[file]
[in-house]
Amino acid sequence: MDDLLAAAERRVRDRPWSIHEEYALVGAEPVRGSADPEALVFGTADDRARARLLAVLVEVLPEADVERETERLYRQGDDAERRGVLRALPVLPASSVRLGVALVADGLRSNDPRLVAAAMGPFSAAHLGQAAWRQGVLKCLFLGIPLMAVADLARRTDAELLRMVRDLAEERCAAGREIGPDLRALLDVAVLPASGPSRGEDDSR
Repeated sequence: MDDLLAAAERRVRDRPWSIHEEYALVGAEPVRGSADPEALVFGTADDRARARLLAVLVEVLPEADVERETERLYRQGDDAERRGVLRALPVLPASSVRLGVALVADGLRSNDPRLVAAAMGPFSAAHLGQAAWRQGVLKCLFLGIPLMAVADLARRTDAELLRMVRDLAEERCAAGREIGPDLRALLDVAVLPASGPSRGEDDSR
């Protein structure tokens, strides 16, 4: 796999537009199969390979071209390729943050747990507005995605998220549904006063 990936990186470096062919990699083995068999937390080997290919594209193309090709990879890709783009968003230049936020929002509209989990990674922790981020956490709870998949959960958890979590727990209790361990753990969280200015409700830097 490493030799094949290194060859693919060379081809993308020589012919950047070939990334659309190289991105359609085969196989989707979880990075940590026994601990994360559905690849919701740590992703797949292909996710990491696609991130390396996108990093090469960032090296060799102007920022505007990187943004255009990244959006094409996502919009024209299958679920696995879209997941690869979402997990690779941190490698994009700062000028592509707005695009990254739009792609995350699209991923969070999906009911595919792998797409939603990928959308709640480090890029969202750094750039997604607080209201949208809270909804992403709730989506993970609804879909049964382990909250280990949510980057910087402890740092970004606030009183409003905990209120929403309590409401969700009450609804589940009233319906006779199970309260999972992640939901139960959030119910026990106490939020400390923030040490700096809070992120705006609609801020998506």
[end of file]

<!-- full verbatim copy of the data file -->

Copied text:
[in-house]
Amino acid sequence: MDDLLAAAERRVRDRPWSIHEEYALVGAEPVRGSADPEALVFGTADDRARARLLAVLVEVLPEADVERETERLYRQGDDAERRGVLRALPVLPASSVRLGVALVADGLRSNDPRLVAAAMGPFSAAHLGQAAWRQGVLKCLFLGIPLMAVADLARRTDAELLRMVRDLAEERCAAGREIGPDLRALLDVAVLPASGPSRGEDDSR
Repeated sequence: MDDLLAAAERRVRDRPWSIHEEYALVGAEPVRGSADPEALVFGTADDRARARLLAVLVEVLPEADVERETERLYRQGDDAERRGVLRALPVLPASSVRLGVALVADGLRSNDPRLVAAAMGPFSAAHLGQAAWRQGVLKCLFLGIPLMAVADLARRTDAELLRMVRDLAEERCAAGREIGPDLRALLDVAVLPASGPSRGEDDSR
């Protein structure tokens, strides 16, 4: 796999537009199969390979071209390729943050747990507005995605998220549904006063 990936990186470096062919990699083995068999937390080997290919594209193309090709990879890709783009968003230049936020929002509209989990990674922790981020956490709870998949959960958890979590727990209790361990753990969280200015409700830097 490493030799094949290194060859693919060379081809993308020589012919950047070939990334659309190289991105359609085969196989989707979880990075940590026994601990994360559905690849919701740590992703797949292909996710990491696609991130390396996108990093090469960032090296060799102007920022505007990187943004255009990244959006094409996502919009024209299958679920696995879209997941690869979402997990690779941190490698994009700062000028592509707005695009990254739009792609995350699209991923969070999906009911595919792998797409939603990928959308709640480090890029969202750094750039997604607080209201949208809270909804992403709730989506993970609804879909049964382990909250280990949510980057910087402890740092970004606030009183409003905990209120929403309590409401969700009450609804589940009233319906006779199970309260999972992640939901139960959030119910026990106490939020400390923030040490700096809070992120705006609609801020998506």